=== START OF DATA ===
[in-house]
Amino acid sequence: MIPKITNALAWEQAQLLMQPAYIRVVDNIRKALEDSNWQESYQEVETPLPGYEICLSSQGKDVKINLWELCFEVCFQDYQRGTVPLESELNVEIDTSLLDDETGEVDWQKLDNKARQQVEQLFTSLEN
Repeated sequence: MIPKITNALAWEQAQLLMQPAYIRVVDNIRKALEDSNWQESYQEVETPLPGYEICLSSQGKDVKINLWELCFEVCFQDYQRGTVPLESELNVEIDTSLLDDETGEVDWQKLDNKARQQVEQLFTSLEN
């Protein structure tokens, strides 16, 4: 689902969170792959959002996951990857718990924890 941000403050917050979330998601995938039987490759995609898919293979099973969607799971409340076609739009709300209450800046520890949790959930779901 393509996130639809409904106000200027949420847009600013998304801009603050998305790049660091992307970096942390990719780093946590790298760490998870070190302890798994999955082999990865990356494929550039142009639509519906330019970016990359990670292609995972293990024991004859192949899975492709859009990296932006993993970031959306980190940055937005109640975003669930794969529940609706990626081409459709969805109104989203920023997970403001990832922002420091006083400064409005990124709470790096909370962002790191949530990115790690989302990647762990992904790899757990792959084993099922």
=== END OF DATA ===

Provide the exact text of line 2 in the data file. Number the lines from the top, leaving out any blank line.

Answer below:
Amino acid sequence: MIPKITNALAWEQAQLLMQPAYIRVVDNIRKALEDSNWQESYQEVETPLPGYEICLSSQGKDVKINLWELCFEVCFQDYQRGTVPLESELNVEIDTSLLDDETGEVDWQKLDNKARQQVEQLFTSLEN